D'Qwell Jackson is a budding star. On a roster where physicality and toughness come at a premium, Jackson brings both on every play. There are very few things or even players to cheer about on today's incarnation of the Browns. We have superstar athletes who lack focus, linebackers who don't tackle, and safeties who shy away from contact. This is precisely why I hold D'Qwell is such high regard: he plays the game properly. His game is still slightly raw and he does make the occasional mistake, but he hustles on every single play. D'Qwell ends up at the 5 spot because he gives me hope for a brighter future. I sincerely hope the attitude and character Jackson exibits on a daily basis permeates every inch of this roster. The Browns have a great football player in D'Qwell Jackson, and I couldn't be happier he wears brown and orange.

4. Bill Willis (1946-1953)

What more could you ask for out of a football player? Willis not only excelled as a defensive lineman at Ohio State, but played his entire Hall of Fame career with the Cleveland Browns. Willis was born and raised in the blue collar town of Columbus and played football for Paul Brown at both the collegiate and professional levels. Bill Willis played today's eqivilant of nose tackle in the Browns' formidable seasons. Under his coach, Willis was named all-pro in each of his 8 seasons in the league. He was instrumental in making Ohio football what it is, and his brand of football left a lasting legacy on countless people after him. In addition to his sensational credentials, Willis makes this list for what he went through as one of the first two African Americans to play in the National Football League. His courage and perseverance revolutionized the NFL and opened the door for thousands of minority athletes to enjoy the privilages they do today.

3. Lou Groza (1946-1959, 1961-1967)

Football analysts and broadcasters joke that kickers are not athletes and have no place on the football field. Such a statement is ironic because Lou "The Toe" Groza was one of the greatest athletes in the NFL who happened to be a kicker. Groza, like Bill Willis, was an Ohio product who played at Ohio State and helped establish the tradition of Ohio football. Groza is one of my favorite football players because he was hands down the most versatile player of his era. Groza spent his entire career playing both kicker and offensive tackle for the Cleveland Browns. Think about that for a second - kicker and tackle! Could you imagine Joe Thomas or D'Brickashaw Ferguson blocking for an entire game only to kick a game winning field goal as time expires? Absurd. Groza's kicks were a huge part of Cleveland's championship run in the 1950's, and I admire him because of it.

2. Marion Motley (1946-1953)

I laugh when I hear Steelers fans argue Jerome Bettis or Franco Harris invented the power running game. Far from it. If Jerome Bettis is the modern day bus, Marion Motley is the British 1916 Mark-I Tank developed for usage in WWI. To call Marion Motley a bruiser is an understatement. Motley simply abused would-be tacklers, pounding away as the opposition until they quivered with fear. The offense behind Cleveland's dynasty had to come somewhere, and that place was on the back of Motley. To put it in contemporary terms, Marion Motley had the strength of Brandon Jacobs, the vision of LaDainian Tomlinson, the moves of Adrian Peterson, and the determination of Marion Barber. He was that good. In addition to shouldering the load for the Browns, Motley carried another burden with him - bigotry. Motley was the one who broke the color barrier in football along with Bill Willis. My appreciation of his efforts stems far deeper than what he did for the Cleveland Browns.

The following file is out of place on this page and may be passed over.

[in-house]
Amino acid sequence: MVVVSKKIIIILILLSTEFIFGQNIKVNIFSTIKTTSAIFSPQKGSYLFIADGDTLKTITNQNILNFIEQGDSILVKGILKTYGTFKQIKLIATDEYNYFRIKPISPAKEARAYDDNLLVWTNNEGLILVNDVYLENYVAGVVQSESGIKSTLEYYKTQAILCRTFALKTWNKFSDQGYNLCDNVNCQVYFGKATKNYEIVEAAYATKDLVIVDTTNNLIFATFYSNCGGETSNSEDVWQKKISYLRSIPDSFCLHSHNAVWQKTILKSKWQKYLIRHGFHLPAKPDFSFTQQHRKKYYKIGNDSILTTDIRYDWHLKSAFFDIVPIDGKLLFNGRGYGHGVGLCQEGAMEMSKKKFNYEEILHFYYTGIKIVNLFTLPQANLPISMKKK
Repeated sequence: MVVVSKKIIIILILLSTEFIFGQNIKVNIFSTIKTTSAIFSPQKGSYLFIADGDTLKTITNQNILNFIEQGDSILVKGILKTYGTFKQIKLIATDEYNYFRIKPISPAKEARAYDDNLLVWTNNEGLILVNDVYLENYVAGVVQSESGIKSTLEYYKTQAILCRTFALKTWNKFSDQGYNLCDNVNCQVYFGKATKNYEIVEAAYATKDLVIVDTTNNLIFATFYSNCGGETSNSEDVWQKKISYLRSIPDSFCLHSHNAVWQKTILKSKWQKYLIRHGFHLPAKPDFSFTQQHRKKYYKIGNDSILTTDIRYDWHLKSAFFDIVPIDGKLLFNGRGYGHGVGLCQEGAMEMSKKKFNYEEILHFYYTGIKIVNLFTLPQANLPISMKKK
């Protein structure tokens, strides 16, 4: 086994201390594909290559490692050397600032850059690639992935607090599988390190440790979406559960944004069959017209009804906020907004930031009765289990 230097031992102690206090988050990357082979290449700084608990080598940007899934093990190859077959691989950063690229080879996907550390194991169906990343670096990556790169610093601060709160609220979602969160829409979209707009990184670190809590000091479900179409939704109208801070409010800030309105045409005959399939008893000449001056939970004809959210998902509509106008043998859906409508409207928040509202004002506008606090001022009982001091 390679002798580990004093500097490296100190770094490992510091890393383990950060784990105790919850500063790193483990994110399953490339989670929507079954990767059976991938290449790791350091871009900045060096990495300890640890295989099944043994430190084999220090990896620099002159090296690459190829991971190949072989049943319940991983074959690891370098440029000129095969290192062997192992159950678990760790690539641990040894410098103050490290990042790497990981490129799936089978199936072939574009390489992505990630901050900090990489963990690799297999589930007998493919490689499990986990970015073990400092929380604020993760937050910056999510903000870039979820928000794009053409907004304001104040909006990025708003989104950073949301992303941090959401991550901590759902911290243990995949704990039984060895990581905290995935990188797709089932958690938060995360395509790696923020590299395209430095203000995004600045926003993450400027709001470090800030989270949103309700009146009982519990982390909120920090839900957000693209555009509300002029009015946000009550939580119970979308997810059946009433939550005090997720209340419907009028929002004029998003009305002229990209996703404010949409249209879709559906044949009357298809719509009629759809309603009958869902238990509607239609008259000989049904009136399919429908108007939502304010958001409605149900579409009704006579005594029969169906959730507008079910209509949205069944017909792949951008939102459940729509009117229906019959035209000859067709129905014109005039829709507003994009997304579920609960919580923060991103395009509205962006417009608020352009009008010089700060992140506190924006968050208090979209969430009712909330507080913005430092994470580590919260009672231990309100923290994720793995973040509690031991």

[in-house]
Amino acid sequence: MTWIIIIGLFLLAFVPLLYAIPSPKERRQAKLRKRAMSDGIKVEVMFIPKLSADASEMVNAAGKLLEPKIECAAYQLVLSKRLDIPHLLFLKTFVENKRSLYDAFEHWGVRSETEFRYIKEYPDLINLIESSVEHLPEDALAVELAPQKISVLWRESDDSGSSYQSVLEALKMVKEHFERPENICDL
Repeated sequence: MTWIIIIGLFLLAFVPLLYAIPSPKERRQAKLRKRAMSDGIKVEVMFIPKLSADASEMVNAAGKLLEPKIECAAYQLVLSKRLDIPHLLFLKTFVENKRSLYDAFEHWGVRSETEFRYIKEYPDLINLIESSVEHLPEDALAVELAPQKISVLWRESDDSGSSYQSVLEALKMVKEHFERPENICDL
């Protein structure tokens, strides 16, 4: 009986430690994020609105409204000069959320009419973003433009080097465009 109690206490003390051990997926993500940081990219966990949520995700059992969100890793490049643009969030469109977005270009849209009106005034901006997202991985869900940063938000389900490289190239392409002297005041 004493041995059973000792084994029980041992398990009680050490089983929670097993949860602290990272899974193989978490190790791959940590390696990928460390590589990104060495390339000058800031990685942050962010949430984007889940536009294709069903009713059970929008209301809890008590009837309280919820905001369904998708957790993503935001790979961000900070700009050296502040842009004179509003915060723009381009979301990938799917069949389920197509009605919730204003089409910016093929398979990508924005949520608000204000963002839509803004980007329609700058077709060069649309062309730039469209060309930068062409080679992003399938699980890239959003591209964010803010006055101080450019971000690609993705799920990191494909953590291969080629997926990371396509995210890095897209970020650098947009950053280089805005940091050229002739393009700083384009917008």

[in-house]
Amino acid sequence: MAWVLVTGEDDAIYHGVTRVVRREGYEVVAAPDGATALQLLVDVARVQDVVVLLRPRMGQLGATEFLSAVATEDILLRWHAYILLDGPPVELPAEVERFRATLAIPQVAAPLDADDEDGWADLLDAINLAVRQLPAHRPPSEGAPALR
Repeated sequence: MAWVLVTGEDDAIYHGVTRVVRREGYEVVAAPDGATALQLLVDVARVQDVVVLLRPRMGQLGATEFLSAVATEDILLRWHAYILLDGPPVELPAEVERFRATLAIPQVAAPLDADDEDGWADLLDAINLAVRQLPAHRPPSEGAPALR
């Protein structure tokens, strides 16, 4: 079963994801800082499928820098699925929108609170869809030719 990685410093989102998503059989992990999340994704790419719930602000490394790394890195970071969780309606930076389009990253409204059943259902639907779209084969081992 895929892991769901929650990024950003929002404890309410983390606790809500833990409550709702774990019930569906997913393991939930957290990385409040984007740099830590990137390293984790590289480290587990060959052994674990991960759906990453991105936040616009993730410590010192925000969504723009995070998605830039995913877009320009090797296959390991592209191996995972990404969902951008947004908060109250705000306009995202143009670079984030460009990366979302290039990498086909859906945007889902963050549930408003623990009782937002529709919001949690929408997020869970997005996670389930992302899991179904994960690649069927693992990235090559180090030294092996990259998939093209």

1. Jim Brown (1957-1965)

The Packers, Rams, 49ers, the Packers again, and the Steelers all passed on Jim Brown in the 1957 NFL Draft. Such fools. I can say with 100% certainty that Jim Brown is the greatest football player to ever play the game...ever. There's no reason for me to describe Jim Brown as a runner. I could talk about his 3 NFL MVP awards, his 5.2 yards per carry career average, or how he made the Pro Bowl in each of his 9 seasons in the league, but it would never do justice to the enigma that is Jim Brown. What's more frightening is he retired at age 29 - clearly in the prime of his career. Jim Brown is the ultimate Cleveland Brown. A living legend, there is no player that did more for this organization than Brown, and he is far and away my favorite Cleveland Brown to ever play the game. 



So there you have it.

The Cleveland Browns have a history rich in tradition and filled with some of the greatest players to ever play the game. The tradition established by the likes of Brown, Groza, Willis and others is simply remarkable. Although the Browns have fallen on hard times of late, the rich history provided by these marquee athletes makes me proud to be a Browns fan.
 
 
 
 
The views expressed in this blog are solely those of the author and do not reflect the views of CBS Sports or CBSSports.com